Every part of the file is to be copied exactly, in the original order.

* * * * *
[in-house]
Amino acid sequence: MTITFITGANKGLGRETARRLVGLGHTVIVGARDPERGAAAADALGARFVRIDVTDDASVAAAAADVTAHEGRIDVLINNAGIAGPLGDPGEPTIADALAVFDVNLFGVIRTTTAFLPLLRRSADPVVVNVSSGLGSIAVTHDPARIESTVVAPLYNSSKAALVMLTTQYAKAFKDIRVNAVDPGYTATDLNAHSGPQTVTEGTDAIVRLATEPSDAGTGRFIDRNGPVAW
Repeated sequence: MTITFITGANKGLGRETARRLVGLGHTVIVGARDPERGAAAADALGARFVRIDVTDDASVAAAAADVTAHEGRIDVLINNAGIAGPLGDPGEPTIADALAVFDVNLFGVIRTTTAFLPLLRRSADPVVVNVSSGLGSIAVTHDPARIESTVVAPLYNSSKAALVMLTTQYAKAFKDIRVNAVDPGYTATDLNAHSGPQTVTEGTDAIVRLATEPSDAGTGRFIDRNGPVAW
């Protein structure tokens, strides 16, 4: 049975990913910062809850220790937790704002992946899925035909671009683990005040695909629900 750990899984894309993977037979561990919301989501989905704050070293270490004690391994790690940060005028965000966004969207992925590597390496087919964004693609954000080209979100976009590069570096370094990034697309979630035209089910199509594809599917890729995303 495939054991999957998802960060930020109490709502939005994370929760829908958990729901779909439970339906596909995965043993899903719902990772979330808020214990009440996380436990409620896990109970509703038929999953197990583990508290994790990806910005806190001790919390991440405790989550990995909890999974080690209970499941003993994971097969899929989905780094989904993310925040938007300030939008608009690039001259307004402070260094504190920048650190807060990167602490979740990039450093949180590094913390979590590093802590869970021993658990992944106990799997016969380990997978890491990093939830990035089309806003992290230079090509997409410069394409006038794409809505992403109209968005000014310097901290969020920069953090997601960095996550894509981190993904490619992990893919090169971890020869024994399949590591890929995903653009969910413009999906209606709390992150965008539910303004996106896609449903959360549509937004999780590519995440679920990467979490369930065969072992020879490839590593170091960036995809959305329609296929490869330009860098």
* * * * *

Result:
[in-house]
Amino acid sequence: MTITFITGANKGLGRETARRLVGLGHTVIVGARDPERGAAAADALGARFVRIDVTDDASVAAAAADVTAHEGRIDVLINNAGIAGPLGDPGEPTIADALAVFDVNLFGVIRTTTAFLPLLRRSADPVVVNVSSGLGSIAVTHDPARIESTVVAPLYNSSKAALVMLTTQYAKAFKDIRVNAVDPGYTATDLNAHSGPQTVTEGTDAIVRLATEPSDAGTGRFIDRNGPVAW
Repeated sequence: MTITFITGANKGLGRETARRLVGLGHTVIVGARDPERGAAAADALGARFVRIDVTDDASVAAAAADVTAHEGRIDVLINNAGIAGPLGDPGEPTIADALAVFDVNLFGVIRTTTAFLPLLRRSADPVVVNVSSGLGSIAVTHDPARIESTVVAPLYNSSKAALVMLTTQYAKAFKDIRVNAVDPGYTATDLNAHSGPQTVTEGTDAIVRLATEPSDAGTGRFIDRNGPVAW
């Protein structure tokens, strides 16, 4: 049975990913910062809850220790937790704002992946899925035909671009683990005040695909629900 750990899984894309993977037979561990919301989501989905704050070293270490004690391994790690940060005028965000966004969207992925590597390496087919964004693609954000080209979100976009590069570096370094990034697309979630035209089910199509594809599917890729995303 495939054991999957998802960060930020109490709502939005994370929760829908958990729901779909439970339906596909995965043993899903719902990772979330808020214990009440996380436990409620896990109970509703038929999953197990583990508290994790990806910005806190001790919390991440405790989550990995909890999974080690209970499941003993994971097969899929989905780094989904993310925040938007300030939008608009690039001259307004402070260094504190920048650190807060990167602490979740990039450093949180590094913390979590590093802590869970021993658990992944106990799997016969380990997978890491990093939830990035089309806003992290230079090509997409410069394409006038794409809505992403109209968005000014310097901290969020920069953090997601960095996550894509981190993904490619992990893919090169971890020869024994399949590591890929995903653009969910413009999906209606709390992150965008539910303004996106896609449903959360549509937004999780590519995440679920990467979490369930065969072992020879490839590593170091960036995809959305329609296929490869330009860098």